Japanese Mobile System Hits 250M bps

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NTT DoCoMo has achieved a download speed of 250M bps (bits per second) in trials of a future 3G cellular technology.

The speed was attained in outdoor tests near the carrier's research and development laboratory in Yokosuka, Japan, in February this year and is the latest step NTT DoCoMo has taken towards a possible commercial launch of the technology early in the next decade.

Dubbed "Super 3G" by NTT DoCoMo, it is one of a number of systems that is included under the "Long Term Evolution" banner of the 3GPP (3rd Generation Partnership Project), the standards setting body for 3G cellular systems, said Shuichiro Ichikoshi, a spokesman for NTT DoCoMo in Tokyo.

DoCoMo stared working on Super 3G in July 2006 as a stepping stone technology to bridge the gap between current HSDPA (high-speed downlink packet access) technology and 4G cellular systems.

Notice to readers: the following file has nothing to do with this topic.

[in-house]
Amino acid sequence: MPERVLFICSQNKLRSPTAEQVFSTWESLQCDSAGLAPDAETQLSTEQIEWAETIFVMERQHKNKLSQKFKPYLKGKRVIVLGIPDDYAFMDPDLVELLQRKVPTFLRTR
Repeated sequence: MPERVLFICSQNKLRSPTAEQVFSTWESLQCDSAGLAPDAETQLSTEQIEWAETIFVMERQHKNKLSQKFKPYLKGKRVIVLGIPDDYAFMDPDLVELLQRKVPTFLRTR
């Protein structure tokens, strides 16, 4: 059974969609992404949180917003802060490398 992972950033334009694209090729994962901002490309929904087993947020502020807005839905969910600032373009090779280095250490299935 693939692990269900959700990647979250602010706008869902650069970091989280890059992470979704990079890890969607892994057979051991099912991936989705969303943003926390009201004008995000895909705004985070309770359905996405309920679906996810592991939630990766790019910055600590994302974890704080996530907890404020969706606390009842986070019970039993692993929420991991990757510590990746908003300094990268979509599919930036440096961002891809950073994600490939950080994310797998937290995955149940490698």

The first 3G systems were capable of data transmission at speeds up to 384K bps but can now support downloads in the megabit per second range thanks to HSDPA systems. NTT DoCoMo's network in Japan currently offers download speeds up to 3.6M bps and from April 1 will support up to 7.2M bps. Such technology is expected to scale up to around 100M bps but there's a big gap between that point and 4G speeds of 1G bps.

As carriers want to wring out every bit of life possible from cellular networks the commercial launch of LTE should mean that 3G technology is good for a few more years before customers and applications begin demanding faster transmission.

NTT DoCoMo is also looking at 4G systems and has already managed to transmit data at close to 5G bps to a receiver moving at 10 kilometers per hour using 4G technology.

The carrier hopes Super 3G development work will be completed by the end of 2009, said Ichikoshi. That means commercial services, if launched, would begin in 2010 at the earliest.

More details of NTT DoCoMo's Super 3G tests will be presented at the CTIA Wireless 2008 show that begins in Las Vegas on April 1.

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